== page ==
Litigants in person in the family courts

Sir James Munby President of the Family Division writing the foreword to the latest edition of Lucy Reed’s ‘The Family Court without a Lawyer – A Handbook for Litigants in Person’ (LiPs), said in August 2017 the government’s support for litigants in person in the family courts has been “sadly inadequate” and the family justice system faced a “massive challenge” to ensure LiPs are given the help they need to navigate an “over-complicated ‘system’”.

He praised the Family Justice Council for providing user-friendly literature for LiPs, but said otherwise the work thus far undertaken by government – whether the Ministry of Justice, Her Majesty’s Courts and Tribunals Service, or the Family Procedure Rule Committee – has been “sadly inadequate.” He said that the practices and procedures ( “largely inaccessible” and “unintelligible” to LiPs) are designed for a family justice system where the typical litigant has legal representation, whereas the reality is that, across vast swathes of the family justice system, the typical litigant now has no legal representation.

He concluded that over time these “serious blots” will be remedied, but given the “traditional snail’s pace of legal reform in this country”, for now, it is the voluntary sector and family lawyers such as the handbook’s author, Lucy Reed, that the family justice system must continue to look to.

This terrible state of affairs (not least the suggested source of support) means that huge numbers face going to the family court without a lawyer. If you’re not eligible for legal aid (see below) and can’t afford full representation read LINK for information about ‘unbundled’ legal services. Whatever your circumstances be better prepared by reading the handbook and using OnRecord to gather evidence and to help prepare a statement in support of your case.

When is legal aid available in family cases?

  • Private family law matters (divorce, dissolution of civil partnership, property, finance and children matters) only where there is evidence of domestic violence or abuse or child abuse. Domestic violence or abuse covers psychological, physical, sexual, financial or emotional abuse;
  • If you’re a victim of domestic violence or are at risk of being a victim of abuse, need advice on your rights to stay in your home and need a court order to protect you;
  • If you’re a victim of domestic violence or are at risk of being a victim of abuse and need advice on family matters such as divorce, financial disputes or disputes about children;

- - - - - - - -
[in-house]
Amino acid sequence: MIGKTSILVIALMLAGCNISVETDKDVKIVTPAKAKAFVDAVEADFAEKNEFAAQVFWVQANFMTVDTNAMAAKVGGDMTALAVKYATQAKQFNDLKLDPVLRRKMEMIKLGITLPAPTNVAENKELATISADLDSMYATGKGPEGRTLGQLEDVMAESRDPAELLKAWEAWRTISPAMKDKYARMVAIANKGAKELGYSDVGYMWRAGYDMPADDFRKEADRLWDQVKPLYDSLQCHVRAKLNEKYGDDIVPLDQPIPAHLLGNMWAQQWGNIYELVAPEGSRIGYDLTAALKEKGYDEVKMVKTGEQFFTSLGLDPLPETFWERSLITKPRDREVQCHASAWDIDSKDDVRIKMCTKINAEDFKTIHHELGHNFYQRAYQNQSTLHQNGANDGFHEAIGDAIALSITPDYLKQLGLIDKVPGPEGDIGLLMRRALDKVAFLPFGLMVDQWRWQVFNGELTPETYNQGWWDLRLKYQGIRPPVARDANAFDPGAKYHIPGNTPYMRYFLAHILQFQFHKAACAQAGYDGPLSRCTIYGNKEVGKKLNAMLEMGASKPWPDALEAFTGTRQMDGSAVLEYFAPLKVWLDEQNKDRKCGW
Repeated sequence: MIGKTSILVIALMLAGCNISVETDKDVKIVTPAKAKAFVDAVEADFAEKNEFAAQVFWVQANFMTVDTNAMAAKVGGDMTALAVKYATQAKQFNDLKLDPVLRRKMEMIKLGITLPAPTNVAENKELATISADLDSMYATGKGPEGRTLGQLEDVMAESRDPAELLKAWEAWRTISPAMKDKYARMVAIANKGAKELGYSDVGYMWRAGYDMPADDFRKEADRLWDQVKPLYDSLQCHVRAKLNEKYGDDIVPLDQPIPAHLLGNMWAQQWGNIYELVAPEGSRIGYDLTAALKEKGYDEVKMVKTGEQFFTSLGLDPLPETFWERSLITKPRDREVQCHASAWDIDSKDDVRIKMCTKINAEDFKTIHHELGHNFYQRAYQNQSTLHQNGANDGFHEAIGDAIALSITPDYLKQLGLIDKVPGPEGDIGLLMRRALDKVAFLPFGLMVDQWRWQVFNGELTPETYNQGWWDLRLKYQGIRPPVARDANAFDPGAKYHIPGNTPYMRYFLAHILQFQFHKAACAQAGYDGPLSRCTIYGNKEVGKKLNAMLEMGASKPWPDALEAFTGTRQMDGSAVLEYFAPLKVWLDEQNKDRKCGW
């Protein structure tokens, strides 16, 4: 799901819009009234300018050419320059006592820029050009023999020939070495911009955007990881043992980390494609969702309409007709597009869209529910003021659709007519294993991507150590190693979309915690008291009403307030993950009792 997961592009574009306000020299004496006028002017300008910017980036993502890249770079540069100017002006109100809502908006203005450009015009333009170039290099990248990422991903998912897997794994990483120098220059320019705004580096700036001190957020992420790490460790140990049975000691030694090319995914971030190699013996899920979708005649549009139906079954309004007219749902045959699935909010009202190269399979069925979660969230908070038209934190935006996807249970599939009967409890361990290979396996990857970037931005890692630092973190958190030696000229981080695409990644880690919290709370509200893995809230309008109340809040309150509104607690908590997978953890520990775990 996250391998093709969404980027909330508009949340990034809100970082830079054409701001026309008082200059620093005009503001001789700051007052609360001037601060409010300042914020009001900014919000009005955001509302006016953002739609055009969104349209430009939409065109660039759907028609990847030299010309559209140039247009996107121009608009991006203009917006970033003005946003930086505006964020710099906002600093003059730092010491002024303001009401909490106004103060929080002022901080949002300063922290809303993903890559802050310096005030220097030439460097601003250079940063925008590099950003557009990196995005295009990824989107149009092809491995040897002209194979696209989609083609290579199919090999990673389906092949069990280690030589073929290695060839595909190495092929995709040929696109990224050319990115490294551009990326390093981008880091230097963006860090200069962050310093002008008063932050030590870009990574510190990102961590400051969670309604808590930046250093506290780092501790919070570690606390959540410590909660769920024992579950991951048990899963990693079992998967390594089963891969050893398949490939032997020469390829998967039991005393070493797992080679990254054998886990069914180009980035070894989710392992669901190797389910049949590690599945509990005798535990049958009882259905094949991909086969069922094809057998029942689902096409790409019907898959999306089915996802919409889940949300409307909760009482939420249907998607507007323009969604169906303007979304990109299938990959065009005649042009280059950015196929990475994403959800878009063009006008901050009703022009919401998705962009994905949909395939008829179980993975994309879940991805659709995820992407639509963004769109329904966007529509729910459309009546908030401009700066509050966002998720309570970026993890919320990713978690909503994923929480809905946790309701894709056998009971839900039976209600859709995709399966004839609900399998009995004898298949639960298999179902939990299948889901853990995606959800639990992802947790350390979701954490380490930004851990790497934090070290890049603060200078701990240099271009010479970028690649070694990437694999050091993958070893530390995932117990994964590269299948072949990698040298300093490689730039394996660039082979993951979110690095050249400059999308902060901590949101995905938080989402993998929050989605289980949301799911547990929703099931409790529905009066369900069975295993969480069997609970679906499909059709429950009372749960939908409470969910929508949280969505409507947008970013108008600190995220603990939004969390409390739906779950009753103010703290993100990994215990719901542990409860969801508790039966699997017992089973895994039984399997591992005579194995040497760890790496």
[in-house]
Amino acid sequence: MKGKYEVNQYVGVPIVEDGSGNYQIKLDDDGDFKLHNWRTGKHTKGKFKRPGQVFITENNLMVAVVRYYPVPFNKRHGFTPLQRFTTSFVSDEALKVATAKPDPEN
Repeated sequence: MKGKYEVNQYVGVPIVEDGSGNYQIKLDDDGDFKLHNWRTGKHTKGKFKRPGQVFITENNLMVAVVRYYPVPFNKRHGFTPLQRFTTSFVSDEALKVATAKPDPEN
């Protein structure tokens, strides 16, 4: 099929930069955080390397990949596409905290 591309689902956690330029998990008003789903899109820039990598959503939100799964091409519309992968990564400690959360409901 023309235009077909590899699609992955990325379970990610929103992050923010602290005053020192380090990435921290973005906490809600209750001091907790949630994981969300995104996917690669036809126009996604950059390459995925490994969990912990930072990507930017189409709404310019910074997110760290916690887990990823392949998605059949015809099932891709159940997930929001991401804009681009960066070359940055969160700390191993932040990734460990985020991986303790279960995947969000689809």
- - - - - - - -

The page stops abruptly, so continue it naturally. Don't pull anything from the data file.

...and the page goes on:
• If you need to protect a child who is at risk of abuse – for example, you need to apply to court to prevent someone who has abused a child from having contact with them;
  • For family mediation;
  • For family court proceedings if you are a child;
  • If you need protection from being forced into marriage or because you have been forced into marriage;
  • If the local authority is taking court proceedings to take your child into care;
  • To stop children being removed from the UK or to get them returned if they have been unlawfully removed;
  • To enforce European Union and international agreements about children and maintenance.

There are very strict rules about the proof that you have to show to qualify for legal aid in these cases.

This means of course that in all those cases where child arrangements can’t be agreed and there is no domestic violence or abuse or child abuse, you are on your own unless you can afford to pay or find help from the voluntary sector.

OnRecord is designed for these occasions and we have prepared some additional information LINK about this topic and some practical tips for using OnRecord in these situations.

Using the CAB and other voluntary agencies to help with a case in the family court if you’re a litigant in person

In their excellent report “Standing alone: going to the family court without a lawyer” LINK HERE published in 2016 the CAB authors make some suggestions about improving the plight of litigants in person and some recommendations.

The report identifies eight ways to improve the process of going to the family court alone and we believe our OnRecord app helps with 4 of them as follows:

  •  Information should be easy to find, consistent, reliable and user-friendly;
  •  Paperwork and processes should be designed with the layperson in mind;
  •  Litigants in person need the tools to cope with pre-trial negotiations and;
  •  People need more information to make the most of lawyers’ services;

The report makes three key recommendations about how courts, professionals and other service providers can address these challenges:

  1. Litigants in person need access to reliable advice and information to determine the validity of their case; investigate alternatives to court; progress their case through different stages; represent themselves effectively and deal with outcomes.
  2. Processes, physical courts and professionals’ behaviour should respond to the increased numbers of litigants in persons by ensuring best practice for working with laypeople is provided consistently.
  3. Support for vulnerable people should be more easily accessed. Victims of domestic abuse should be able to access the legal advice and representation to which they are entitled. Other vulnerable groups, such as people with mental health problems, should be signposted to appropriate services.

OnRecord will assist with these issues and help redress the finding that litigants in person are getting worse outcomes than represented parties in the family courts.